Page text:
If you're anything like me, and arrange almost every aspect of your existence while staring at a screen almost exactly the same size as a computer monitor, then your life will revolve around an ever-growing series of instantly forgettable usernames, passwords and pincodes. Almost everything we now do online requires some sort of thorough security scanning, almost like a rub-down at airport security but without having to take your belt off.
Unfortunately, if your memory is as bad as mine, then the whole security situation becomes something of a nightmare. Not a day goes by, it seems, without me having to click that dreaded "Forgotten Password?" link and go through the series of web-based head shakes of disappointment that follow. There's at least one bank account I haven't checked in years, purely because it's got the dreaded "three strikes and you're out" password scheme and there are at least six different passwords it could be.
Back when the internet was but a troublesome infant, it was all relatively easy. For starters, we still all spoke to people, which was generally enough to prove who we were. And the passwords that were necessary could be user-friendly, memorable affairs not requiring that much grey matter to recall.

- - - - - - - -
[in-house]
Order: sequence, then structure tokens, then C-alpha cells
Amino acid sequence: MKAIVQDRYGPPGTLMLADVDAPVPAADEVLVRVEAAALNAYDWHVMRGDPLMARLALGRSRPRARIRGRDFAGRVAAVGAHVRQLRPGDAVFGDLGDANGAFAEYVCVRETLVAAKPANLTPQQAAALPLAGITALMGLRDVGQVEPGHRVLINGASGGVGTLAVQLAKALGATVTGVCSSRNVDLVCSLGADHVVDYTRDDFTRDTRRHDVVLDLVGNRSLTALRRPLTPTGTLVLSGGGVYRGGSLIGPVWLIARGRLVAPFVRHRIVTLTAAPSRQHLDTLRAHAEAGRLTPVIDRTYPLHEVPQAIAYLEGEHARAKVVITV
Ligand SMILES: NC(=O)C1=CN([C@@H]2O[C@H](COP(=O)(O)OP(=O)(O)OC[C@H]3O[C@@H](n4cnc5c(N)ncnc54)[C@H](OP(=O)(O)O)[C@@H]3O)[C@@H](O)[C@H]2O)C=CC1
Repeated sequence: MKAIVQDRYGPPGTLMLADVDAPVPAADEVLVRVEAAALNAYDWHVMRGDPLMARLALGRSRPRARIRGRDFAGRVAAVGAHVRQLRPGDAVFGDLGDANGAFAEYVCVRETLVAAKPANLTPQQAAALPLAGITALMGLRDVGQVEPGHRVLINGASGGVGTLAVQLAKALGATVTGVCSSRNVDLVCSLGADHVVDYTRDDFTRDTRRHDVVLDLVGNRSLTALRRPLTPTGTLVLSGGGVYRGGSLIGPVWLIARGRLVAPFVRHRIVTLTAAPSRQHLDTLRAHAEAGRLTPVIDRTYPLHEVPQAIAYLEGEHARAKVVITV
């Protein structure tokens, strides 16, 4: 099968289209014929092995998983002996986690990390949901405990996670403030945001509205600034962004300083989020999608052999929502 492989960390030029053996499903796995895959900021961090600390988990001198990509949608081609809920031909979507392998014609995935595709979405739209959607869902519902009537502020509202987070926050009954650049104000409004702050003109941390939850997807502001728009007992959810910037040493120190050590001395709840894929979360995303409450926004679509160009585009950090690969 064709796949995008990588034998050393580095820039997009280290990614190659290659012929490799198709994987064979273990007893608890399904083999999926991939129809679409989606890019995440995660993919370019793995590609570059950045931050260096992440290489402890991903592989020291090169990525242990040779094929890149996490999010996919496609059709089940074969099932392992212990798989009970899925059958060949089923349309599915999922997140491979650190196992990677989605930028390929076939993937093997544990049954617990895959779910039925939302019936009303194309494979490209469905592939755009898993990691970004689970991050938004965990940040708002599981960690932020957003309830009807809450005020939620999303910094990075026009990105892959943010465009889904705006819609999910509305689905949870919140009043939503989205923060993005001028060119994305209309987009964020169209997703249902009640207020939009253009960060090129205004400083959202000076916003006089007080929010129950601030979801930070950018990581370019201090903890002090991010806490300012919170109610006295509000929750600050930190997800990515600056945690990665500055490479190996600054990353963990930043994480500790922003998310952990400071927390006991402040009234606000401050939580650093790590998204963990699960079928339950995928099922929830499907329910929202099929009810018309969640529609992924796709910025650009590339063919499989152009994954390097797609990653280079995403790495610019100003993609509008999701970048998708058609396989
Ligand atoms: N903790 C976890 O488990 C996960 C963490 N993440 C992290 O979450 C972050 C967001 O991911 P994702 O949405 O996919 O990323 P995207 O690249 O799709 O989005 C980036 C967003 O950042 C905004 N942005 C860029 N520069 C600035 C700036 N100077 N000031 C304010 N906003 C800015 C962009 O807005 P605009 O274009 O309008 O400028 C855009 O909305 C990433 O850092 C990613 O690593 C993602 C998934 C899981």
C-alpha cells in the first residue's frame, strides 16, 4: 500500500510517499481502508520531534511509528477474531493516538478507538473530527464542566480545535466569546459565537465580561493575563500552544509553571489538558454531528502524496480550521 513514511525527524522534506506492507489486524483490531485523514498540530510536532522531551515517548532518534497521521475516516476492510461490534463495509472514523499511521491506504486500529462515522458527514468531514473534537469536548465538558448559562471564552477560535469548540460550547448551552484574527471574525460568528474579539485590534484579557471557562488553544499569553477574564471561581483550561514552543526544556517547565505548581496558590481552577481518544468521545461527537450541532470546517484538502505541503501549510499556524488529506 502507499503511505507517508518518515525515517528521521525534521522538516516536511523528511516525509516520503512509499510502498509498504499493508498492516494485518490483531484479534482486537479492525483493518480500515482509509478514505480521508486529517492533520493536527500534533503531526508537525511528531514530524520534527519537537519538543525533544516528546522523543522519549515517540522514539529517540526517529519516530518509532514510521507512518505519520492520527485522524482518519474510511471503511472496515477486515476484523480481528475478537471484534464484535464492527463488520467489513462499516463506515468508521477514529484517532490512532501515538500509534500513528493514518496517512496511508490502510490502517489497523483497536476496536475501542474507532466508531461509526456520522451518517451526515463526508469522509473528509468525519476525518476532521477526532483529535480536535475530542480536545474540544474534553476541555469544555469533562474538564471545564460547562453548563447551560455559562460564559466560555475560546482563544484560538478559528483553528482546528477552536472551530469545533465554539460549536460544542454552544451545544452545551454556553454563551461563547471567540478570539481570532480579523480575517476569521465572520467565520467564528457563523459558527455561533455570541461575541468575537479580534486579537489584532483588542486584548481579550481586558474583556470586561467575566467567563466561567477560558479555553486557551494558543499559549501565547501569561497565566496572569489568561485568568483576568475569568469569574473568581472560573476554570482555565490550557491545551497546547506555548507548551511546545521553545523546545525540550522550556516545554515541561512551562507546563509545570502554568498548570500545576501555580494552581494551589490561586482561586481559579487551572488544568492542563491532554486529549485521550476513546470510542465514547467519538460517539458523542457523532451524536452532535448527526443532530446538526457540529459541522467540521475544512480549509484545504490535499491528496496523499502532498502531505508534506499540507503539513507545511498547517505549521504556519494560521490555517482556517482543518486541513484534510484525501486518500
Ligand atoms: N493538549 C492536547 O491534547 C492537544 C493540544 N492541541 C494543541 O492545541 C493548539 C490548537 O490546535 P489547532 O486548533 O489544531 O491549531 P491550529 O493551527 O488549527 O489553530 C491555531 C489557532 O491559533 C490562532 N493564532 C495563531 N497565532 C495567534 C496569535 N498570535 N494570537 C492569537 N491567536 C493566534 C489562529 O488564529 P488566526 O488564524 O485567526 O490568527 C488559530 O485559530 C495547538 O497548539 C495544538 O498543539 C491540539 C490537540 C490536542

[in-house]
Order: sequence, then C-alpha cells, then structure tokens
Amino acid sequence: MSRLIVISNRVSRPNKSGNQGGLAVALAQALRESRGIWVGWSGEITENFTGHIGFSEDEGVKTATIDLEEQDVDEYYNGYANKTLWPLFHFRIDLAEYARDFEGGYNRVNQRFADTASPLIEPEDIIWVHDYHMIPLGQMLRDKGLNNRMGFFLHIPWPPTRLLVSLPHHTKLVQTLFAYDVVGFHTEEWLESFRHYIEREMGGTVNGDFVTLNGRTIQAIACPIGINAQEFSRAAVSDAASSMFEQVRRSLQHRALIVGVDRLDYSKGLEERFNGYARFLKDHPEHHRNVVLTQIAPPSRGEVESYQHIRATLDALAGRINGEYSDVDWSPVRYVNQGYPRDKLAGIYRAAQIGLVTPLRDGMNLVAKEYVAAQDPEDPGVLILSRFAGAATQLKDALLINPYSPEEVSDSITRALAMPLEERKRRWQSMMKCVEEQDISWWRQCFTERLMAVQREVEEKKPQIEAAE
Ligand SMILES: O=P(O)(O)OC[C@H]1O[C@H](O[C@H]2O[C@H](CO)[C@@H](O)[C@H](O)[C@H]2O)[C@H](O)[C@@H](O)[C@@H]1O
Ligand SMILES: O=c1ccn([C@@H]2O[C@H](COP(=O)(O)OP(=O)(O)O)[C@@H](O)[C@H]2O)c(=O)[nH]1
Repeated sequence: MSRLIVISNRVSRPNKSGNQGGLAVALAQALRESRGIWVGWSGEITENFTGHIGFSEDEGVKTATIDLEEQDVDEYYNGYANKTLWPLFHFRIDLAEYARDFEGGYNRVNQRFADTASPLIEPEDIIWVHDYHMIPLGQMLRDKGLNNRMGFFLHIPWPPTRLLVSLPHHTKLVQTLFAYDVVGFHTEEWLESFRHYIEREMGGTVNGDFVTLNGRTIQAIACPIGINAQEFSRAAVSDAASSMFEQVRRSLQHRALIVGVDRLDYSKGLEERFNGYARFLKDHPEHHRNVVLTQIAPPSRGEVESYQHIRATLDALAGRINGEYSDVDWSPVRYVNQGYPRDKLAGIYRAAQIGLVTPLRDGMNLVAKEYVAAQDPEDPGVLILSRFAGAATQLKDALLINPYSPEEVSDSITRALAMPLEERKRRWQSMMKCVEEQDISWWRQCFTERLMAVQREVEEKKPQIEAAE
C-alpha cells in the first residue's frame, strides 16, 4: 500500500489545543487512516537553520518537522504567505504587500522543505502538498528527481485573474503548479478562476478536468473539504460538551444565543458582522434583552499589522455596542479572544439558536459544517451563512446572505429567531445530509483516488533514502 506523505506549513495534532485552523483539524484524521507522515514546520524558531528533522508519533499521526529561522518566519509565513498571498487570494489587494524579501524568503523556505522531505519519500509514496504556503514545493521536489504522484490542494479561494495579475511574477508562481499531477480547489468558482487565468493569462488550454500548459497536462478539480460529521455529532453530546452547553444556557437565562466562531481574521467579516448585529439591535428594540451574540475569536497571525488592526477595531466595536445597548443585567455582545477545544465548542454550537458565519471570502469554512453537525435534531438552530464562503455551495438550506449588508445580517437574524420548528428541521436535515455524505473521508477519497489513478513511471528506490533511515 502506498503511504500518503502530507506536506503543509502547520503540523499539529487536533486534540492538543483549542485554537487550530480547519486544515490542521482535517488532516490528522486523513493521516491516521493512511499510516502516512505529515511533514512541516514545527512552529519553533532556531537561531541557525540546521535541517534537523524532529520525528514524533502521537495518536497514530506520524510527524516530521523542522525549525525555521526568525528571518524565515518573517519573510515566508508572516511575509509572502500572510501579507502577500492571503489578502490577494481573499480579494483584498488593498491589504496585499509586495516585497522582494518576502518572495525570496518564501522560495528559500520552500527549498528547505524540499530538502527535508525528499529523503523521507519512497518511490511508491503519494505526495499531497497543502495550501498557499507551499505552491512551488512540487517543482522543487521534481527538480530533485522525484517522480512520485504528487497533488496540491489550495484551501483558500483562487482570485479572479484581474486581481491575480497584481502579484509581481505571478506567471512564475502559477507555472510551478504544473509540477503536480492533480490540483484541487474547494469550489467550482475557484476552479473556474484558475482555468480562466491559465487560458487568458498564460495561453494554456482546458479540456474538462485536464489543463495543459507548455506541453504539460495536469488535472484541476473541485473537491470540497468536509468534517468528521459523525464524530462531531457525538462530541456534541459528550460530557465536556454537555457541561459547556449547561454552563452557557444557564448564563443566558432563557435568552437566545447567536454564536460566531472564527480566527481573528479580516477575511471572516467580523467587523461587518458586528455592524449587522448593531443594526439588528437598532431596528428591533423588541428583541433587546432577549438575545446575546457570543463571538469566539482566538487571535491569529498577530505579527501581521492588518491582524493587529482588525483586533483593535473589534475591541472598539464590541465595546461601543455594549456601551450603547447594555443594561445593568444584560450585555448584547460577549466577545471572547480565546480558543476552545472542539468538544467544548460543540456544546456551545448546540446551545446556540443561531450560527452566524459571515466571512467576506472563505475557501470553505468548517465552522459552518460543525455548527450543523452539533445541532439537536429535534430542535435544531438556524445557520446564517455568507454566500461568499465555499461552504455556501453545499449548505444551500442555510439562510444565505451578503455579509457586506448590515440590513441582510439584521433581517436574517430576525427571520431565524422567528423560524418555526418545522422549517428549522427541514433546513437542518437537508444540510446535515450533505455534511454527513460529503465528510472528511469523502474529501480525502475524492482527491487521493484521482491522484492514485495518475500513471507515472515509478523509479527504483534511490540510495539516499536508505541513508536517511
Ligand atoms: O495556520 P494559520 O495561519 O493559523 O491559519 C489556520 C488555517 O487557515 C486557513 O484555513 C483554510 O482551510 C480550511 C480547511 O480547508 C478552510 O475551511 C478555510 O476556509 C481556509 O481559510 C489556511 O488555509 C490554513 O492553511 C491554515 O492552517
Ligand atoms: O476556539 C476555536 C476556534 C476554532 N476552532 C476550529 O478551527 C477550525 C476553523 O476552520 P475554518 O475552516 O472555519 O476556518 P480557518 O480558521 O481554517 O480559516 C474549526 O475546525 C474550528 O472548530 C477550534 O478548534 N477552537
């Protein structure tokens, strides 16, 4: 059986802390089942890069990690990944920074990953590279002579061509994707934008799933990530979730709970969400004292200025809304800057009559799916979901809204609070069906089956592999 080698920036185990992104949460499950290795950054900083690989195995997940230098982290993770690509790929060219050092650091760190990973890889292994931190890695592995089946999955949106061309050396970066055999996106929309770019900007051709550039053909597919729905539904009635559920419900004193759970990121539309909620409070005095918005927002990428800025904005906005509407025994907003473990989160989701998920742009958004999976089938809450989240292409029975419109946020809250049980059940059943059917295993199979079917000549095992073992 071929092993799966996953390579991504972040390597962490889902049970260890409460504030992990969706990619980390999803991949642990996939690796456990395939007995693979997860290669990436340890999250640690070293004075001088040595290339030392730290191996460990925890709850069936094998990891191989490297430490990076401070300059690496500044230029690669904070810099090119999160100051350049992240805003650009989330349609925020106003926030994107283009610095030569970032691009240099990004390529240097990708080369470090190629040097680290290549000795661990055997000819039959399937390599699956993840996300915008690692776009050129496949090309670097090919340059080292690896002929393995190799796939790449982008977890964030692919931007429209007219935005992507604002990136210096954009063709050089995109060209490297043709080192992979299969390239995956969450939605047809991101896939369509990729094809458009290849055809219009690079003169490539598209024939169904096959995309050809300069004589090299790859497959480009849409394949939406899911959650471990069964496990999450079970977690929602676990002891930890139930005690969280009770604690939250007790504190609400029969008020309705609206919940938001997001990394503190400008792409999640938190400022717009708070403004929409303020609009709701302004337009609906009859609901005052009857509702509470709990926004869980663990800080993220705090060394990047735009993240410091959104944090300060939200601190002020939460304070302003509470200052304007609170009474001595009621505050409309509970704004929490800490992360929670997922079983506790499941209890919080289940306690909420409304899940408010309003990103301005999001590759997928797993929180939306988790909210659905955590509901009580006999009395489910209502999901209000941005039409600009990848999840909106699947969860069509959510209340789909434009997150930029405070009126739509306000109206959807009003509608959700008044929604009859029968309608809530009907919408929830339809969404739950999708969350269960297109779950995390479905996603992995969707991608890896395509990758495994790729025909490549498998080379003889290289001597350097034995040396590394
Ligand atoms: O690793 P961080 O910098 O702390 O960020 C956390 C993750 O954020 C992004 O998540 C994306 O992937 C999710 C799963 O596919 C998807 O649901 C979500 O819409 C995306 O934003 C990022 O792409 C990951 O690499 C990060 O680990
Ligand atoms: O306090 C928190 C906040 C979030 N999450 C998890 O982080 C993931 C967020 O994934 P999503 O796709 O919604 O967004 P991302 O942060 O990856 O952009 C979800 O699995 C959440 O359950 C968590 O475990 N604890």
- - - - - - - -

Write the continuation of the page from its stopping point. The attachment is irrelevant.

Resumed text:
But then, as pretty much everything in existence got itself a web address and crooks started to do their dirty work without even having to don balaclavas, it all got rather thorny. First, we were told to make our passwords more complicated, perhaps with a digit flung in for good measure. But this wasn't enough. We were then encouraged to toss in a few punctuation marks to liven up the proceedings. Now, with the introduction of that smug coloured bar showing different shades for security, it seems the only way to be given the coveted red code for "secure" is to have a password that looks like a fight between an Icelandic volcano and the number Pi to 30 decimal places.
Obviously, the easiest solution would be to have the same username and password for everything, from your online bank to your account with the nearest pizza delivery company. But nothing is ever as easy as that. First, being someone who has accumulated numerous usernames and passwords over the years, it's necessary to figure out at which stage of heightened security fear the password was written in order to know how many umlauts or apostrophes it might feature. Second, just to make things more complicated, there are some online outfits out there who insist on its customers using names and passwords of particular, and rather short, lengths, meaning you've got to abridge your usual words to something that you'll inevitably forget.
The only way I can think of getting around all this would be for all usernames and passwords to be instantly uploaded to some online database where they could be instantly viewed whenever the need arose. Naturally, access to this extremely important information would have to remain exclusively with the user, with rather tight security checks to make sure nobody else was trying to get in. I imagine the password would have to be pretty darn complicated.